Okoli’s central political view is to turn the Lagos Bar from more inward and internal concerns to weighty issues and matters affecting the public.
Okoli’s ethnicity must be a factor in this election. The Lagos bar is a multi-ethnic branch with Yoruba and Igbos and other old Eastern Nigerians dominating. The Yorubas are not in a too large a majority.
In this circumstances, Okoli, the only non-Yoruba in the four-man race, stands at an advantage, if ethnicity becomes a consideration, more so it is now quite some while that a non Yoruba had attained the chairmanship of the branch. Yet this advantage is already turning into a disadvantage as some electors who are Yorubas have made up their minds not to vote for Okoli simply because according to them, he represents an Igbo agenda.
Another possible weakness of this candidate is that his record of service in the Lagos bar is not as lengthy like is opponents, particularly Gboyega Kolade and Taiwo O. Taiwo making him open to accusation of being inexperienced.
The last but certainly not the least of the candidates is Adegboyega Kolade. He is in fact from our findings, as at press time the one candidate likeliest to become the next chairman of the branch. Of all the contestants, he arguably has had the longest stint of service in the Lagos bar, having been in the past 1st Assistant Secretary, Assistant Financial Secretary, Financial Secretary, Treasurer and is presently the out-going 1st Vice-Chairman of the branch.
It is significant that in all the offices he has held, particularly in the two most sensitive, Financial Secretary and Treasurer, Kolade did not suffer any indictment.
The long years in office has given two advantages over most of his opponents-presence and visibility and secondly, the political knowledge of planning to winning elections.
If any of the contestants is guilty of dithering to run, that person is certainly not Kolade. He is facing the current campaign with the attitude of marathoner and not of a sprinter, unlike some of the other candidates.
This preparedness meant that he is the candidate who has campaigned the longest than the others and who has at the earliest opportunity taken the advantage of press publicity before the use of same was forbidden by the electoral committee of the Premier Bar.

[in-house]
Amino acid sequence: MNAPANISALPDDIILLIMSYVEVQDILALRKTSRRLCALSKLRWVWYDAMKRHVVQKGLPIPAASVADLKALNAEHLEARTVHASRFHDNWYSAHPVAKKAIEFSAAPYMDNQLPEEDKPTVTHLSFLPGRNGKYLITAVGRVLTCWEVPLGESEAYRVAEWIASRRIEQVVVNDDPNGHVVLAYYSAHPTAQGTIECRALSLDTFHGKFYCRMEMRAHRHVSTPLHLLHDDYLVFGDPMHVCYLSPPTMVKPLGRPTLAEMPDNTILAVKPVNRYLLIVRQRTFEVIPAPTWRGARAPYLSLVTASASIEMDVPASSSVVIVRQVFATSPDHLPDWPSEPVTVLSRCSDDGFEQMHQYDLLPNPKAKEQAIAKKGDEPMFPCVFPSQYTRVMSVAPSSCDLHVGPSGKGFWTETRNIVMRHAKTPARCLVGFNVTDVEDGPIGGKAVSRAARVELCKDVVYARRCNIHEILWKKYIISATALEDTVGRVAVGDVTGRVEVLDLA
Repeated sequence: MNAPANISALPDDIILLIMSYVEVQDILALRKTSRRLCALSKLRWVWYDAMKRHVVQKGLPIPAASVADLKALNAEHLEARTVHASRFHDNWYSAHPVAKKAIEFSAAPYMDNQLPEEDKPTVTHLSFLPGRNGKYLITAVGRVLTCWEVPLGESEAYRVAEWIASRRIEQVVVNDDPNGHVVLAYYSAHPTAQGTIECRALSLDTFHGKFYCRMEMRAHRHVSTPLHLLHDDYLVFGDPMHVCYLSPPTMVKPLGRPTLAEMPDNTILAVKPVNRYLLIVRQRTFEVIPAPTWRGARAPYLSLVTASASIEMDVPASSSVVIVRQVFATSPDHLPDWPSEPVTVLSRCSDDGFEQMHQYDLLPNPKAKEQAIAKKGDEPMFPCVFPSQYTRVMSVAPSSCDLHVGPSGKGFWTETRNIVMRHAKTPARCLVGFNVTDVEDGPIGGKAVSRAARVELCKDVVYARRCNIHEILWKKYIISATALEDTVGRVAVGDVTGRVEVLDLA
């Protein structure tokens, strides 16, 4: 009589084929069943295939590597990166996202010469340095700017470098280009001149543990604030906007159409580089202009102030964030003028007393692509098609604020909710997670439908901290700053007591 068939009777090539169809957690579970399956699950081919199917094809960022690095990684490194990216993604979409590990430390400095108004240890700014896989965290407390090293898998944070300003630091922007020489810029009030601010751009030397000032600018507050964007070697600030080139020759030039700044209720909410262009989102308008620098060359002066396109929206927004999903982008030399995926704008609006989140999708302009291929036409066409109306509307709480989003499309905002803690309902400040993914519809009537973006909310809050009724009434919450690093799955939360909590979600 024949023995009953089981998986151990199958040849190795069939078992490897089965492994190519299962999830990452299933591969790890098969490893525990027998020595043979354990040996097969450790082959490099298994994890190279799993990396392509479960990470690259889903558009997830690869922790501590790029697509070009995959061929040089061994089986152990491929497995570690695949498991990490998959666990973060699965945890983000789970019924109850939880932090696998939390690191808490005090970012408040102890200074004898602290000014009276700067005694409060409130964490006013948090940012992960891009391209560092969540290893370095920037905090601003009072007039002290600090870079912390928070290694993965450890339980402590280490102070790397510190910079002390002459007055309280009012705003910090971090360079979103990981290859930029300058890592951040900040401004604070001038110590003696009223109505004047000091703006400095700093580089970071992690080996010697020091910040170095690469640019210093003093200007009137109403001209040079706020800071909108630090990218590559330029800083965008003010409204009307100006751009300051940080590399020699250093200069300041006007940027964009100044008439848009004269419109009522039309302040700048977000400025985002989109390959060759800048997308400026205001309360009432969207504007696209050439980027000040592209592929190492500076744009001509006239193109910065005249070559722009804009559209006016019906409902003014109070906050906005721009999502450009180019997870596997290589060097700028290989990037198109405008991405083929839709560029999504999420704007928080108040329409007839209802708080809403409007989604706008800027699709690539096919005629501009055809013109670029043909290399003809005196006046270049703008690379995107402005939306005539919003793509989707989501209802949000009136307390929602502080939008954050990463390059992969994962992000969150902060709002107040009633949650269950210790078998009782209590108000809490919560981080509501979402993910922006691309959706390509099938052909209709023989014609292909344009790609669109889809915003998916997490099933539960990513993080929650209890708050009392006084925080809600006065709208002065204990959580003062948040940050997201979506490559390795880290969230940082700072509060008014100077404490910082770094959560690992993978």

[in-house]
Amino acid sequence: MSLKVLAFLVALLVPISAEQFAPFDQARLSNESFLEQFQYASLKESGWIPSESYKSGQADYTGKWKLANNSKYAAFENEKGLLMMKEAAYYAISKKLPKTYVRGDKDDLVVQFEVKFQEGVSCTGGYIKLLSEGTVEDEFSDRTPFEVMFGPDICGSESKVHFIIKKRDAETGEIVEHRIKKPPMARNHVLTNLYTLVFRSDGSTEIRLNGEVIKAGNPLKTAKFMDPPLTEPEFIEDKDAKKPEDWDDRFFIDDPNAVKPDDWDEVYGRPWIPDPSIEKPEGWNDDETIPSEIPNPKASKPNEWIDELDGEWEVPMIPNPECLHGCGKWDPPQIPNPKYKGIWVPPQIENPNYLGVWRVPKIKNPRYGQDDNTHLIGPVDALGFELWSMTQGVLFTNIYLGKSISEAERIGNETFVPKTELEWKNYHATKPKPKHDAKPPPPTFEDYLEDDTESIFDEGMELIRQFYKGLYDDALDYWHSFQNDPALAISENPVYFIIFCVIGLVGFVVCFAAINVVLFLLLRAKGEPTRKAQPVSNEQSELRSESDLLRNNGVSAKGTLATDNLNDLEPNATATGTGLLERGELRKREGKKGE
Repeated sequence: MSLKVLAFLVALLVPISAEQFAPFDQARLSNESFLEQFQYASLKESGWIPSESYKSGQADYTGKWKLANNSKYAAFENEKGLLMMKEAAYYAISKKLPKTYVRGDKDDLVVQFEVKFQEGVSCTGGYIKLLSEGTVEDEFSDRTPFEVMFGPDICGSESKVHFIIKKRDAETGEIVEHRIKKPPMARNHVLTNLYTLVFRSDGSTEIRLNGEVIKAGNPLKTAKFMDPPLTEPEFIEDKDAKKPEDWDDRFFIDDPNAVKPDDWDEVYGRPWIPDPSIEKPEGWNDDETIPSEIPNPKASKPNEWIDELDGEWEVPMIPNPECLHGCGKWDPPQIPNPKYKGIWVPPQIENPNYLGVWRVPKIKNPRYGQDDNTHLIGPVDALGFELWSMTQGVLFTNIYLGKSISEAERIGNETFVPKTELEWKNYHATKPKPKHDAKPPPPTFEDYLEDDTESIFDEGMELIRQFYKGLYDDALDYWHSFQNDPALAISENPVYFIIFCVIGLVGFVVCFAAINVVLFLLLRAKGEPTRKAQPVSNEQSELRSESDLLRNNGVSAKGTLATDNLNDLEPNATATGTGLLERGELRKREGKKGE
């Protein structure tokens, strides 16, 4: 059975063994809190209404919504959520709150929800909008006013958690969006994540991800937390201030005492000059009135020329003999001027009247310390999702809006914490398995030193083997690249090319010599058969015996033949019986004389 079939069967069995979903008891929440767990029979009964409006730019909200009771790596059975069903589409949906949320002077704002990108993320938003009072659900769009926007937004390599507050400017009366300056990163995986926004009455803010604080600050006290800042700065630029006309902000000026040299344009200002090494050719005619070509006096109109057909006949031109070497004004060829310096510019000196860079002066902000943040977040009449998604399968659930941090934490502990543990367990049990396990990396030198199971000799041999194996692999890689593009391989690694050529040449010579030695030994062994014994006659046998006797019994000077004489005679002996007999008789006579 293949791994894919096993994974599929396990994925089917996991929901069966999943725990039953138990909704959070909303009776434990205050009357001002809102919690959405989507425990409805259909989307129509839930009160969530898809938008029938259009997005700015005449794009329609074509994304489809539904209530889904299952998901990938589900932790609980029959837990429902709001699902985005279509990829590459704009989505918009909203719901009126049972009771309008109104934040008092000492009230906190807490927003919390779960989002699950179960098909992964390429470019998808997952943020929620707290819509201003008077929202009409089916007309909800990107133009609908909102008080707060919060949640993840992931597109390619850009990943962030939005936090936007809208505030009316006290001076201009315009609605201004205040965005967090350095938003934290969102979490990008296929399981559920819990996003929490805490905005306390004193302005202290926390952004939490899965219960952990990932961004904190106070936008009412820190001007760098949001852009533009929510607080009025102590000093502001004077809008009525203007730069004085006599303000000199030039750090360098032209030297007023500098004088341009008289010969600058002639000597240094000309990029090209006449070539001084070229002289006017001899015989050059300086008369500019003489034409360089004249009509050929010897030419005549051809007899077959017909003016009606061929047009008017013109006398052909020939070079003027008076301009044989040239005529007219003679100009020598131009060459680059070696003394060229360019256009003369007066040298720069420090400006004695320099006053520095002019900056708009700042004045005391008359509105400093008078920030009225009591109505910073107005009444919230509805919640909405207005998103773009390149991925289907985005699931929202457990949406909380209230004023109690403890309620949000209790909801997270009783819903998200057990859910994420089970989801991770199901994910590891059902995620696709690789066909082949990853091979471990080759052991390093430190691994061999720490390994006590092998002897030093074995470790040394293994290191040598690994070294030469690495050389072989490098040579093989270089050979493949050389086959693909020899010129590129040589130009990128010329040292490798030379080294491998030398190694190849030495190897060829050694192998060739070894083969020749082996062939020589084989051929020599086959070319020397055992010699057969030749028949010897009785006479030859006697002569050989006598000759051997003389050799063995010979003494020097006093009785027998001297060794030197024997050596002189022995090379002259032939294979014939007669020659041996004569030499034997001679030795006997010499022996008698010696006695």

From all indications Kolade’s programme of action (similar to Taiwo Taiwo’s) is essentially welfaristic in nature-increasing members attendance and participation in bat meetings and functions, improvement on the remunerations of younger legal practitioners, commitment to the building and completion of Lawyers Estate Project, achievement of a cordial bar and bench relationship and building of a bar centre etc.
Inspite of his long campaigns and network and visibility Kolade has no sure-fine guarranty of winning the election. He is not accepted in some quarters on account of a perception of him as relatively rustic, too strong-minded and out-spoken compared to the other candidates. Also in a bar with strong gerontocratic tendencies, Kolade’s eighteen years at the bar and coupled with the fact that he is merely in his mid-forties, may work against him in some other quarters, who may consider him too young to lead the Premier bar.
Thirdly whether like or not he will suffer vote-sharing with Dayo Onakoya and Taiwo O. Taiwo on account of their common Yoruba ethnicity and similarity in programmes of action. If the vote-sharing is on an even keel and Okoli can attain a comfortable majority of “Non-Yoruba votes” coupled with some Afenifere votes, he and not Kolade may well become the next chairman of the branch.
Our reading of the political ground suggests that the two leading candidates are either Kolade and Okoli or Kolade and Taiwo Taiwo, with Okoli always posing a big threat. As for Onakoya the fourth candidate who got on the nomination ticket at the very last minute, due to lack of ready sponsors, he must dramatically improve on his visibility and in good time too for him to have any real chance of winning the election.